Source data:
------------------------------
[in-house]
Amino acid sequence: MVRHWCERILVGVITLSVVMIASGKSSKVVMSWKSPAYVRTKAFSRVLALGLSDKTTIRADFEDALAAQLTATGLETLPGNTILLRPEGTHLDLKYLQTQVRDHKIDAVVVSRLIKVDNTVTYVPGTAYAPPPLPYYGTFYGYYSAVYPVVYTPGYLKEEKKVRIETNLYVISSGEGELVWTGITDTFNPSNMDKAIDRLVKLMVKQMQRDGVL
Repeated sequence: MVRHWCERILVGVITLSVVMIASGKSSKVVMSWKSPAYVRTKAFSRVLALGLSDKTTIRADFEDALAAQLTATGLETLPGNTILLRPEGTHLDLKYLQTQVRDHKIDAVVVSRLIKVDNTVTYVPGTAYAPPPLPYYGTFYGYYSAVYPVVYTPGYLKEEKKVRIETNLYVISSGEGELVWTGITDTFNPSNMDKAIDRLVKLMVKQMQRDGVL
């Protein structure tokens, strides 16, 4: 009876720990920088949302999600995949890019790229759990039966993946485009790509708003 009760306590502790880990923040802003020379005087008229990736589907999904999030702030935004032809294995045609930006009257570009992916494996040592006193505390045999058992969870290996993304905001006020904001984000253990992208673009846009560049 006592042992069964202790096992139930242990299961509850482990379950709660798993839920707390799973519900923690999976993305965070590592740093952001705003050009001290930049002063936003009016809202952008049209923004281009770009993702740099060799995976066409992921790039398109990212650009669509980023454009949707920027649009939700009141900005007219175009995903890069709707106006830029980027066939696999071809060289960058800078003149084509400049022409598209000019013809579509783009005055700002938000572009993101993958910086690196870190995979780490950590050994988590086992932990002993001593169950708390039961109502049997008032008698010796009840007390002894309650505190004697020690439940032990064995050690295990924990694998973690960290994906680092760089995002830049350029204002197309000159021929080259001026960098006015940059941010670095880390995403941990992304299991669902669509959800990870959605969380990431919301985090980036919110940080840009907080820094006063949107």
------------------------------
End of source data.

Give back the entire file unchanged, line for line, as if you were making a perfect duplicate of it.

[in-house]
Amino acid sequence: MVRHWCERILVGVITLSVVMIASGKSSKVVMSWKSPAYVRTKAFSRVLALGLSDKTTIRADFEDALAAQLTATGLETLPGNTILLRPEGTHLDLKYLQTQVRDHKIDAVVVSRLIKVDNTVTYVPGTAYAPPPLPYYGTFYGYYSAVYPVVYTPGYLKEEKKVRIETNLYVISSGEGELVWTGITDTFNPSNMDKAIDRLVKLMVKQMQRDGVL
Repeated sequence: MVRHWCERILVGVITLSVVMIASGKSSKVVMSWKSPAYVRTKAFSRVLALGLSDKTTIRADFEDALAAQLTATGLETLPGNTILLRPEGTHLDLKYLQTQVRDHKIDAVVVSRLIKVDNTVTYVPGTAYAPPPLPYYGTFYGYYSAVYPVVYTPGYLKEEKKVRIETNLYVISSGEGELVWTGITDTFNPSNMDKAIDRLVKLMVKQMQRDGVL
């Protein structure tokens, strides 16, 4: 009876720990920088949302999600995949890019790229759990039966993946485009790509708003 009760306590502790880990923040802003020379005087008229990736589907999904999030702030935004032809294995045609930006009257570009992916494996040592006193505390045999058992969870290996993304905001006020904001984000253990992208673009846009560049 006592042992069964202790096992139930242990299961509850482990379950709660798993839920707390799973519900923690999976993305965070590592740093952001705003050009001290930049002063936003009016809202952008049209923004281009770009993702740099060799995976066409992921790039398109990212650009669509980023454009949707920027649009939700009141900005007219175009995903890069709707106006830029980027066939696999071809060289960058800078003149084509400049022409598209000019013809579509783009005055700002938000572009993101993958910086690196870190995979780490950590050994988590086992932990002993001593169950708390039961109502049997008032008698010796009840007390002894309650505190004697020690439940032990064995050690295990924990694998973690960290994906680092760089995002830049350029204002197309000159021929080259001026960098006015940059941010670095880390995403941990992304299991669902669509959800990870959605969380990431919301985090980036919110940080840009907080820094006063949107």